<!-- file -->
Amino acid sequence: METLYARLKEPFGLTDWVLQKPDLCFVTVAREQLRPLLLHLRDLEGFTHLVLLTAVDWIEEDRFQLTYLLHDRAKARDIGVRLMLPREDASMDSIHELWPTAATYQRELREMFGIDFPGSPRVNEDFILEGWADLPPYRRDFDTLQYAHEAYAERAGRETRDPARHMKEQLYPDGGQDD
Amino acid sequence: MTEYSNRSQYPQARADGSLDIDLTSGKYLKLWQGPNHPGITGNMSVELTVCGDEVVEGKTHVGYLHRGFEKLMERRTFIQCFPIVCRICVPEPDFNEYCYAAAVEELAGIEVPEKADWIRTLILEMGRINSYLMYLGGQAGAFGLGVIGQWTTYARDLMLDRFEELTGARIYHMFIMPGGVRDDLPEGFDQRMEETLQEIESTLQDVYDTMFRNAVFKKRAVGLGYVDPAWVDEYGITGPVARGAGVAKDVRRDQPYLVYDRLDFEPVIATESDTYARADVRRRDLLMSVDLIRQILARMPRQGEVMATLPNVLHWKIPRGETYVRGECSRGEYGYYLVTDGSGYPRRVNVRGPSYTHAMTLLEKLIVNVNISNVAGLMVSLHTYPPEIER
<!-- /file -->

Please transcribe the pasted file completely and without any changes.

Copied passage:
Amino acid sequence: METLYARLKEPFGLTDWVLQKPDLCFVTVAREQLRPLLLHLRDLEGFTHLVLLTAVDWIEEDRFQLTYLLHDRAKARDIGVRLMLPREDASMDSIHELWPTAATYQRELREMFGIDFPGSPRVNEDFILEGWADLPPYRRDFDTLQYAHEAYAERAGRETRDPARHMKEQLYPDGGQDD
Amino acid sequence: MTEYSNRSQYPQARADGSLDIDLTSGKYLKLWQGPNHPGITGNMSVELTVCGDEVVEGKTHVGYLHRGFEKLMERRTFIQCFPIVCRICVPEPDFNEYCYAAAVEELAGIEVPEKADWIRTLILEMGRINSYLMYLGGQAGAFGLGVIGQWTTYARDLMLDRFEELTGARIYHMFIMPGGVRDDLPEGFDQRMEETLQEIESTLQDVYDTMFRNAVFKKRAVGLGYVDPAWVDEYGITGPVARGAGVAKDVRRDQPYLVYDRLDFEPVIATESDTYARADVRRRDLLMSVDLIRQILARMPRQGEVMATLPNVLHWKIPRGETYVRGECSRGEYGYYLVTDGSGYPRRVNVRGPSYTHAMTLLEKLIVNVNISNVAGLMVSLHTYPPEIER